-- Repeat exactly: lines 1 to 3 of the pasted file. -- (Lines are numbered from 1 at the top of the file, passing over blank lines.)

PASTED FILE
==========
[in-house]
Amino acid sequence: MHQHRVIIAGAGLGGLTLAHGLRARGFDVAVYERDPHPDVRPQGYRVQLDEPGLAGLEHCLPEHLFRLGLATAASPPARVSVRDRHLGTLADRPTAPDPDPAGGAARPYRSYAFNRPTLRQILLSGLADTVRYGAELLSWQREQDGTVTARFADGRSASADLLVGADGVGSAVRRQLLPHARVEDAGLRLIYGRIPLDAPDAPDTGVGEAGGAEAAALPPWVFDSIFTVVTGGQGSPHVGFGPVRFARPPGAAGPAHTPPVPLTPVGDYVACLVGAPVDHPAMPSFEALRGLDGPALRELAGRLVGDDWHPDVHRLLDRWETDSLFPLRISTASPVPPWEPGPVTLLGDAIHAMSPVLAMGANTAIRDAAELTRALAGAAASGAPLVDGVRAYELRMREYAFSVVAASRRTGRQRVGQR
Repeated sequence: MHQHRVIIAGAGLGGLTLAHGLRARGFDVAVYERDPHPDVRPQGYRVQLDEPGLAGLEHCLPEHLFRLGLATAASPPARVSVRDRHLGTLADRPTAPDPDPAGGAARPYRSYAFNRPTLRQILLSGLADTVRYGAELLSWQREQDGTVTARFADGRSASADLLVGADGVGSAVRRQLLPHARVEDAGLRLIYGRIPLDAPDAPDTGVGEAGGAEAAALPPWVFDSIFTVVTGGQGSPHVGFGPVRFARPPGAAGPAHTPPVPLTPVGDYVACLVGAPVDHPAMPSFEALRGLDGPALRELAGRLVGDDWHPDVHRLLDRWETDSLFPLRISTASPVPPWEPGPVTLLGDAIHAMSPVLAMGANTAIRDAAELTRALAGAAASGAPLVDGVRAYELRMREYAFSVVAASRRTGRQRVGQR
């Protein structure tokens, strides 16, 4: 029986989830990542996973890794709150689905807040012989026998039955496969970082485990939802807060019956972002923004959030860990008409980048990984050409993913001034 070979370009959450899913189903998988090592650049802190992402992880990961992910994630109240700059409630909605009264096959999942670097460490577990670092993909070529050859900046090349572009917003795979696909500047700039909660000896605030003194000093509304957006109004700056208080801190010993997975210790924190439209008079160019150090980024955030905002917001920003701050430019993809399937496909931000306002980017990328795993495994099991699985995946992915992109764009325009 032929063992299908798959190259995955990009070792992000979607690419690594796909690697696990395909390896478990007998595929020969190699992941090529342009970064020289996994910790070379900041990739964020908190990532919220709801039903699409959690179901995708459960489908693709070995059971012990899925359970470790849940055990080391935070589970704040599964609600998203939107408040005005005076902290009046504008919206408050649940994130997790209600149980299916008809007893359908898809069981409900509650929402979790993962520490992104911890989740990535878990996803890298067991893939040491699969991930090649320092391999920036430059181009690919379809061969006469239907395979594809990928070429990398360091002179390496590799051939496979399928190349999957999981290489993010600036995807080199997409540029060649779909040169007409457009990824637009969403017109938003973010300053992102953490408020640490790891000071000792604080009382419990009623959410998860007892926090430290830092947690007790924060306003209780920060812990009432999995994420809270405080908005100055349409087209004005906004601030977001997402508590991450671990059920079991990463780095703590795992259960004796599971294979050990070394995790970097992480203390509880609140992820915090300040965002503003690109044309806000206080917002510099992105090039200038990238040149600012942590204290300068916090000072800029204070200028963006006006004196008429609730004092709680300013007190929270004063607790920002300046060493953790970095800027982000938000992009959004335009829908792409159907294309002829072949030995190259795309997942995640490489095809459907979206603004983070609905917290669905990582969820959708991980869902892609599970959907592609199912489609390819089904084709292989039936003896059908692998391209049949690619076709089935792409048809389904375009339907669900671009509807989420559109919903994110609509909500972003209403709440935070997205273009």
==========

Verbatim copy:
[in-house]
Amino acid sequence: MHQHRVIIAGAGLGGLTLAHGLRARGFDVAVYERDPHPDVRPQGYRVQLDEPGLAGLEHCLPEHLFRLGLATAASPPARVSVRDRHLGTLADRPTAPDPDPAGGAARPYRSYAFNRPTLRQILLSGLADTVRYGAELLSWQREQDGTVTARFADGRSASADLLVGADGVGSAVRRQLLPHARVEDAGLRLIYGRIPLDAPDAPDTGVGEAGGAEAAALPPWVFDSIFTVVTGGQGSPHVGFGPVRFARPPGAAGPAHTPPVPLTPVGDYVACLVGAPVDHPAMPSFEALRGLDGPALRELAGRLVGDDWHPDVHRLLDRWETDSLFPLRISTASPVPPWEPGPVTLLGDAIHAMSPVLAMGANTAIRDAAELTRALAGAAASGAPLVDGVRAYELRMREYAFSVVAASRRTGRQRVGQR
Repeated sequence: MHQHRVIIAGAGLGGLTLAHGLRARGFDVAVYERDPHPDVRPQGYRVQLDEPGLAGLEHCLPEHLFRLGLATAASPPARVSVRDRHLGTLADRPTAPDPDPAGGAARPYRSYAFNRPTLRQILLSGLADTVRYGAELLSWQREQDGTVTARFADGRSASADLLVGADGVGSAVRRQLLPHARVEDAGLRLIYGRIPLDAPDAPDTGVGEAGGAEAAALPPWVFDSIFTVVTGGQGSPHVGFGPVRFARPPGAAGPAHTPPVPLTPVGDYVACLVGAPVDHPAMPSFEALRGLDGPALRELAGRLVGDDWHPDVHRLLDRWETDSLFPLRISTASPVPPWEPGPVTLLGDAIHAMSPVLAMGANTAIRDAAELTRALAGAAASGAPLVDGVRAYELRMREYAFSVVAASRRTGRQRVGQR